It’s such a joy to read a work of art by an experienced artist at the top of her skills. Few artists present the aimless ambitions of the middle-class as well as British cartoonist Posy Simmonds does. With Tarara Drewe, which is loosely adapted from Thomas Hardy’s classic Far from the Madding Crowd, Simmonds delivers a memorable and fascinating book.
Beth Hardiman runs a writers’ retreat, Stonefield, on a farm in a small town in rural England. She has been married for 25 years to Nick, who’s a best-selling writer and a serial philanderer. Beth does everything for Nick–managing his public appearances, handling his finances, managing the retreat, even typing Nick’s manuscripts–but Nick just can’t stop his wandering eye.
A gorgeous woman arrives at the next farm over shortly after Nick has been dumped by his most recent paramour. The new woman is Tamara Drewe, and her arrival is literally heralded by bells ringing–or at least alarms going off at the farm. Tarara is beautiful and flirty, and the men at Stonefield quickly fall in love with her. It’s no spoiler to tell you that Nick is one of the men who falls in love with Tamara, but I won’t spoil the wonderful twists and turns of this book by revealing the results of that love.
The genius of Simmonds’s work is in the intimacy in which the reader comes to know all the leading characters. Simmonds does a marvelous job of using overlapping internal monologues to help convey both the literal plot and the characters’ reactions to the plot. She’s careful to show each page from the point of view of a specific character. Nothing is depicted in this book through an objective viewpoint; rather, Simmonds uses blocks of text as internal monologues that infuse each page with the passion of a specific character.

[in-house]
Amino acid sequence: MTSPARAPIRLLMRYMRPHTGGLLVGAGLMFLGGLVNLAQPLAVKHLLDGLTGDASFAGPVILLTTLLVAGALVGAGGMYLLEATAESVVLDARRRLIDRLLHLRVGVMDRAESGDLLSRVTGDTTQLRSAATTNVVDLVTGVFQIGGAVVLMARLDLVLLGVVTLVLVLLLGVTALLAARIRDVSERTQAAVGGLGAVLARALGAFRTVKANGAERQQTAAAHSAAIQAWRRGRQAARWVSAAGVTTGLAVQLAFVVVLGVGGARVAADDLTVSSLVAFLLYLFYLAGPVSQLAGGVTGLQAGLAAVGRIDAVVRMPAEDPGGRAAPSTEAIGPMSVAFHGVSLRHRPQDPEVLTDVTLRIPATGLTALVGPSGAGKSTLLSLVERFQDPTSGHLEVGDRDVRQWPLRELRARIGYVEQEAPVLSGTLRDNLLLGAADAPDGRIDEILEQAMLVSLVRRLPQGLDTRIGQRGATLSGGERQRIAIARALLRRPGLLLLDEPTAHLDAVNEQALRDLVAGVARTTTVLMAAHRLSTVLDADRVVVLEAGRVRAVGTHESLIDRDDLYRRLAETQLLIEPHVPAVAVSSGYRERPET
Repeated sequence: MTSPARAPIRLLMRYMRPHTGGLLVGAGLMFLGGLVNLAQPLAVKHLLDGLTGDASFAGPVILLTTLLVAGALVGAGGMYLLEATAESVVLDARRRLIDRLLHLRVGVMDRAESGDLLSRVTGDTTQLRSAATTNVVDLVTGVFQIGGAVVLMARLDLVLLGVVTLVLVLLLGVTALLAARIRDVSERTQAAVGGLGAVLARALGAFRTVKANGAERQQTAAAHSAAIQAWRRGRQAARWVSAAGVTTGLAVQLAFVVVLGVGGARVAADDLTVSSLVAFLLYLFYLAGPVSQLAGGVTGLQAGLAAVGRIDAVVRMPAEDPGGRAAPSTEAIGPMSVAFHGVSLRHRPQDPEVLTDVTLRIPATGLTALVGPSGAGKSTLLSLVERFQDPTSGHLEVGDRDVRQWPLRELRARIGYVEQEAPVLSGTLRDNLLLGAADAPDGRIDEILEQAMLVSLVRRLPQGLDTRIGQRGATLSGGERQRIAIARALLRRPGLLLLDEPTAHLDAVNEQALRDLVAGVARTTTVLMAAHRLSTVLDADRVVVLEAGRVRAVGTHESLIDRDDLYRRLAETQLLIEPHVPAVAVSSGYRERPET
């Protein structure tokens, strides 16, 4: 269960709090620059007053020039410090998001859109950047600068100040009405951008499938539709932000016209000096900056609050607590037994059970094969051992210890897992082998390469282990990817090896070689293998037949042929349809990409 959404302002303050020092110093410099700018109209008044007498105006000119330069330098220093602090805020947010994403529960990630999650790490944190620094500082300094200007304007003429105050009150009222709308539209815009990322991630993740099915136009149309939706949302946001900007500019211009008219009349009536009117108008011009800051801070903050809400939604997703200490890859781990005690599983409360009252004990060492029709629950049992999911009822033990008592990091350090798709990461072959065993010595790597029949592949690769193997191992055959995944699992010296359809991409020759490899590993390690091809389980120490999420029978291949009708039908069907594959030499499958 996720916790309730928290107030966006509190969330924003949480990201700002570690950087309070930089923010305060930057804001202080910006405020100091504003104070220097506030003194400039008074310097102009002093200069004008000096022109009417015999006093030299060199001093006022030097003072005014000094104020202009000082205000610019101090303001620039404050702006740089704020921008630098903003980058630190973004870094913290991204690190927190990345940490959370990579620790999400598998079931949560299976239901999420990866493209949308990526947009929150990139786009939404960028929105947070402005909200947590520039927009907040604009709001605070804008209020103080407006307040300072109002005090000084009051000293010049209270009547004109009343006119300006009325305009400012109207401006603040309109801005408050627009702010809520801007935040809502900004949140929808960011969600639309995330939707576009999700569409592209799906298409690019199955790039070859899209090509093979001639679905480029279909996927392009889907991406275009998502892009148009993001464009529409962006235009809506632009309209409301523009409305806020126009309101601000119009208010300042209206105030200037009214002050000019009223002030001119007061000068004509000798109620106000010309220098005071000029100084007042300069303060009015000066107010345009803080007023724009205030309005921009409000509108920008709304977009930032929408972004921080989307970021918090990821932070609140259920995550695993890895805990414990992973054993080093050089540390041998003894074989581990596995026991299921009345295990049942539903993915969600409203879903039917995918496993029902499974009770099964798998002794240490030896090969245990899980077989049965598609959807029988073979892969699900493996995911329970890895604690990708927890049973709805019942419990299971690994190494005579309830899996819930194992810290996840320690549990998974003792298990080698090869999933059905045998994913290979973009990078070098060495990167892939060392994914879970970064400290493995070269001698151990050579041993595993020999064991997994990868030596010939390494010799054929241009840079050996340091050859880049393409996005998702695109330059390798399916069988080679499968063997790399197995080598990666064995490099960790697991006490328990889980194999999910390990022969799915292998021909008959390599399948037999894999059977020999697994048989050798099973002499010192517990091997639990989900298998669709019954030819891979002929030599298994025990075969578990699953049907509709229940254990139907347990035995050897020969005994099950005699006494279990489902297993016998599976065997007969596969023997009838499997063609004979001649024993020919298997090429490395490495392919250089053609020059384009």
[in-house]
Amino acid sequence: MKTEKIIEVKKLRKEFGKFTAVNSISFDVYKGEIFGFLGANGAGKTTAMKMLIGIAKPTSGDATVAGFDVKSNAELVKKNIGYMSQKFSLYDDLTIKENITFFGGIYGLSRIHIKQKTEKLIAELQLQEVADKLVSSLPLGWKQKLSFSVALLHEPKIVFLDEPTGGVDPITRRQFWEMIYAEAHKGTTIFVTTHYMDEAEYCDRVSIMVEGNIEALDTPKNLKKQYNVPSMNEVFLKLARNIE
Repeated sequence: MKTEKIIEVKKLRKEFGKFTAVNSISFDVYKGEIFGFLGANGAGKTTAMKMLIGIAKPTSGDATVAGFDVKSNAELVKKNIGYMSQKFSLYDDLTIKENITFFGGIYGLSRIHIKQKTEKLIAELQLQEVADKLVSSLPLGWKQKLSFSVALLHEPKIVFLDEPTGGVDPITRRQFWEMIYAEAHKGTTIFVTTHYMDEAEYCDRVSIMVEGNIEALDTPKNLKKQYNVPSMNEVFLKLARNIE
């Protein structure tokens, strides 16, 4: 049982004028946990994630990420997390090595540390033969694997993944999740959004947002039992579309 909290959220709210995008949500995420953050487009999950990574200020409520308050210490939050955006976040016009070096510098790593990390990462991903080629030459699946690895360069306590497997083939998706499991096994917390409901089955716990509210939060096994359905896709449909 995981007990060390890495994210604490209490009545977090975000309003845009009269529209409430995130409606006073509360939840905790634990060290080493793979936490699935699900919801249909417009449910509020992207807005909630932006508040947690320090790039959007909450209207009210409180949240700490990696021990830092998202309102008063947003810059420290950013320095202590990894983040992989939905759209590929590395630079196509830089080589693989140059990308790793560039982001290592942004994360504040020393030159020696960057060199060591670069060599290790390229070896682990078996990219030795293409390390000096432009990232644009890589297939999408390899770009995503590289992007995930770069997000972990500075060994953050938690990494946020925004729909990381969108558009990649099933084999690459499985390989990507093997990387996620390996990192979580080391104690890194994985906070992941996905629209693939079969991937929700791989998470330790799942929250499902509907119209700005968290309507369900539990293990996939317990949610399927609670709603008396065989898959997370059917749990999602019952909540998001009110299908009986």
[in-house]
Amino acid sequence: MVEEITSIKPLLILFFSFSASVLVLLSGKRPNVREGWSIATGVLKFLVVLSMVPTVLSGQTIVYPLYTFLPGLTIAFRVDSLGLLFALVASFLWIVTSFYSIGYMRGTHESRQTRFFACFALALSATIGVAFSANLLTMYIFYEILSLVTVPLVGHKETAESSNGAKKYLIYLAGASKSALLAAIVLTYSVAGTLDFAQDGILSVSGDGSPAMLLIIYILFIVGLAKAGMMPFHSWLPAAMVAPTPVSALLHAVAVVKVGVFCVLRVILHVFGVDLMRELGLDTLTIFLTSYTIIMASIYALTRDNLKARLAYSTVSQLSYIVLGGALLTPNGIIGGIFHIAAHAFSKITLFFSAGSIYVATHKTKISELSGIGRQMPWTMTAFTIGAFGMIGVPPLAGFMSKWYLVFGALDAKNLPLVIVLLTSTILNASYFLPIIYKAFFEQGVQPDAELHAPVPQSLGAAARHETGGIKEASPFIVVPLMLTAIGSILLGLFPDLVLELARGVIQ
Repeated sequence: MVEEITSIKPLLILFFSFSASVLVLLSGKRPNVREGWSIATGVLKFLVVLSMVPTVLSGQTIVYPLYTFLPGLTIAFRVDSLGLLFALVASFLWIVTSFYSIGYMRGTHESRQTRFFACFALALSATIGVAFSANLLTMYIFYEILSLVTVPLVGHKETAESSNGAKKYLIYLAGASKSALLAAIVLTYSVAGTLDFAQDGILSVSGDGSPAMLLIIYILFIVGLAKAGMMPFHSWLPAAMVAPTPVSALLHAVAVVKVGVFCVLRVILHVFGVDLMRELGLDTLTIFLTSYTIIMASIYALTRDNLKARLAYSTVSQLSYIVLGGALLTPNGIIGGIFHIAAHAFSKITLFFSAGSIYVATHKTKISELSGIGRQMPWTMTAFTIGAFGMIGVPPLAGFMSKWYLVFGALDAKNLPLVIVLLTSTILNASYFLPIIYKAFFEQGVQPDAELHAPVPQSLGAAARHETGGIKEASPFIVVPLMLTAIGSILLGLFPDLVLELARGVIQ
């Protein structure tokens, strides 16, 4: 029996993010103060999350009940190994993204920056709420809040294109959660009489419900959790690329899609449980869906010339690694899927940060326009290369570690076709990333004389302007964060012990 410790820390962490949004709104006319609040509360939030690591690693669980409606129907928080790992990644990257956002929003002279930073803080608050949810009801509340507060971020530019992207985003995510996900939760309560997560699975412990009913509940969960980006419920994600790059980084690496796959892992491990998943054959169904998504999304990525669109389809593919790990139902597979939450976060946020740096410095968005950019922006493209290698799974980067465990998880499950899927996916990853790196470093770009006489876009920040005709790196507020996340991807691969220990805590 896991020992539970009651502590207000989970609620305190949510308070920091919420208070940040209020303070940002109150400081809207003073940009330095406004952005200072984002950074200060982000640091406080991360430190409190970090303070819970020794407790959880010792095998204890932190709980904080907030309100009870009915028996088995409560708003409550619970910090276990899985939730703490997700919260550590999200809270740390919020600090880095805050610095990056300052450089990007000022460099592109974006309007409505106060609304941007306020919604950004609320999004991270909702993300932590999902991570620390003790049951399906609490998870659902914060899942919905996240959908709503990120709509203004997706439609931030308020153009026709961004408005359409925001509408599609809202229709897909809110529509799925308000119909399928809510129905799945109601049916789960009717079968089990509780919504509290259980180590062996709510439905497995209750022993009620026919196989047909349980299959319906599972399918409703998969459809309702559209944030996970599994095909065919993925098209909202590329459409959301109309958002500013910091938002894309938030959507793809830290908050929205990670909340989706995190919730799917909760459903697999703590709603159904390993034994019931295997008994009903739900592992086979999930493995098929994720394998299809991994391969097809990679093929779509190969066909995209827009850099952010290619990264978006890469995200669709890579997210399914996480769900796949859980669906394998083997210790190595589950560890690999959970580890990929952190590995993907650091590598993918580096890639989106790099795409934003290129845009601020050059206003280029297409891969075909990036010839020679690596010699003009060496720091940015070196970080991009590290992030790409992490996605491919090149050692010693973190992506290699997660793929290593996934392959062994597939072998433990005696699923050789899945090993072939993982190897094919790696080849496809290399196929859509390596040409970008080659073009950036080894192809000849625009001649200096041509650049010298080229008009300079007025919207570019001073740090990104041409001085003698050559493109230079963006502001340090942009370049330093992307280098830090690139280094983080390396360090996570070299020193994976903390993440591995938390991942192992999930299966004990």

It’s that inner passion that makes this book so compelling. On the surface this story, like many Victorian novels, is a bit of a soap opera. There’s a great deal of unrequited and reciprocated love, angst and anger, and bits of the sort of petty humanity that help to make us all so flawed and interesting.
However, Simmonds is masterful at going beneath the surface–to literally letting readers understand the thoughts and motivations inside her characters’ heads. We know these people well because they open themselves up to the reader in the most naked and open ways they can. The only secrets the characters have are the secrets they refuse to tell themselves.
At the same time, we get to see some sort of objectivity through the way Simmonds draws this book. She has a gorgeous clean line that seems to magically conjure up characters in just a few pen strokes. In those sparse pen strokes, she somehow manages to allow readers to see through the characters’ outward appearances directly into their souls.
We can easily see the complex and conflicting feelings of anger and love that Beth carries around with her for Nick. At the same time, we see far-shallower Nick slide along on the surface of his life–acting like a child who has never had to face the consequences of his actions. The supporting characters also come to magical life under Simmonds’s artwork:
- Writer Glen Larson’s complicated unease with the world.
- Handyman Andy Cobb’s frustrated striving.
- The teens Casey Shaw and Jody Long who represent so much of a wildcard in this book.